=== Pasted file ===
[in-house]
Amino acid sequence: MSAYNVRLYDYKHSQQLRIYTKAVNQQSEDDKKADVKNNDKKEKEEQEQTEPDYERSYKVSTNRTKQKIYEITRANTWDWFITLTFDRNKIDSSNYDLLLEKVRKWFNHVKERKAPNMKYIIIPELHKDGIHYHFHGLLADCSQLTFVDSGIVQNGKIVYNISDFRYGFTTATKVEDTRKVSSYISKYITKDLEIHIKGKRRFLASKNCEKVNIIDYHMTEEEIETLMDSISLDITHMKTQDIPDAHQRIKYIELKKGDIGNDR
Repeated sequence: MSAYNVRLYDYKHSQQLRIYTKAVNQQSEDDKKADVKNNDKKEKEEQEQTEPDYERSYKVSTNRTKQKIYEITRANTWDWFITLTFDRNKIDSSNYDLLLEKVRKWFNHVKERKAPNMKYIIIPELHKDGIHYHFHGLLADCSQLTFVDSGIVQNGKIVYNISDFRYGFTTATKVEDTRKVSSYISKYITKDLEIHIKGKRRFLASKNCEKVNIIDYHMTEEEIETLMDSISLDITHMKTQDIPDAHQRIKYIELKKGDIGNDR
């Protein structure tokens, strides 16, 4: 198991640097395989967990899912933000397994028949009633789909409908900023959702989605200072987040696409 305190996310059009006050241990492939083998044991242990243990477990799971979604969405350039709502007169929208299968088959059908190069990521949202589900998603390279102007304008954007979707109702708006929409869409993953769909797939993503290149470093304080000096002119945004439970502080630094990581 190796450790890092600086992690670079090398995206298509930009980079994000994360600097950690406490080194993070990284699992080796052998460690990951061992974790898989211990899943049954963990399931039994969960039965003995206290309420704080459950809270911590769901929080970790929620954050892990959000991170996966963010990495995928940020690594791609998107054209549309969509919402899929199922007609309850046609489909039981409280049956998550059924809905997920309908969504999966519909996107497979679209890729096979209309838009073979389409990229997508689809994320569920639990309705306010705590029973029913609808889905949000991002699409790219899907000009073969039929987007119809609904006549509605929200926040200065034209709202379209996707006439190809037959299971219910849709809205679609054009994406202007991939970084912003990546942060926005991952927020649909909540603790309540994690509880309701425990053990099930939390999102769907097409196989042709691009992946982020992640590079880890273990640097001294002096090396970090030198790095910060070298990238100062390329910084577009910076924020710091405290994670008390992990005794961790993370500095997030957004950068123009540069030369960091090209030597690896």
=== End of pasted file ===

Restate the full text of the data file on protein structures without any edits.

[in-house]
Amino acid sequence: MSAYNVRLYDYKHSQQLRIYTKAVNQQSEDDKKADVKNNDKKEKEEQEQTEPDYERSYKVSTNRTKQKIYEITRANTWDWFITLTFDRNKIDSSNYDLLLEKVRKWFNHVKERKAPNMKYIIIPELHKDGIHYHFHGLLADCSQLTFVDSGIVQNGKIVYNISDFRYGFTTATKVEDTRKVSSYISKYITKDLEIHIKGKRRFLASKNCEKVNIIDYHMTEEEIETLMDSISLDITHMKTQDIPDAHQRIKYIELKKGDIGNDR
Repeated sequence: MSAYNVRLYDYKHSQQLRIYTKAVNQQSEDDKKADVKNNDKKEKEEQEQTEPDYERSYKVSTNRTKQKIYEITRANTWDWFITLTFDRNKIDSSNYDLLLEKVRKWFNHVKERKAPNMKYIIIPELHKDGIHYHFHGLLADCSQLTFVDSGIVQNGKIVYNISDFRYGFTTATKVEDTRKVSSYISKYITKDLEIHIKGKRRFLASKNCEKVNIIDYHMTEEEIETLMDSISLDITHMKTQDIPDAHQRIKYIELKKGDIGNDR
């Protein structure tokens, strides 16, 4: 198991640097395989967990899912933000397994028949009633789909409908900023959702989605200072987040696409 305190996310059009006050241990492939083998044991242990243990477990799971979604969405350039709502007169929208299968088959059908190069990521949202589900998603390279102007304008954007979707109702708006929409869409993953769909797939993503290149470093304080000096002119945004439970502080630094990581 190796450790890092600086992690670079090398995206298509930009980079994000994360600097950690406490080194993070990284699992080796052998460690990951061992974790898989211990899943049954963990399931039994969960039965003995206290309420704080459950809270911590769901929080970790929620954050892990959000991170996966963010990495995928940020690594791609998107054209549309969509919402899929199922007609309850046609489909039981409280049956998550059924809905997920309908969504999966519909996107497979679209890729096979209309838009073979389409990229997508689809994320569920639990309705306010705590029973029913609808889905949000991002699409790219899907000009073969039929987007119809609904006549509605929200926040200065034209709202379209996707006439190809037959299971219910849709809205679609054009994406202007991939970084912003990546942060926005991952927020649909909540603790309540994690509880309701425990053990099930939390999102769907097409196989042709691009992946982020992640590079880890273990640097001294002096090396970090030198790095910060070298990238100062390329910084577009910076924020710091405290994670008390992990005794961790993370500095997030957004950068123009540069030369960091090209030597690896």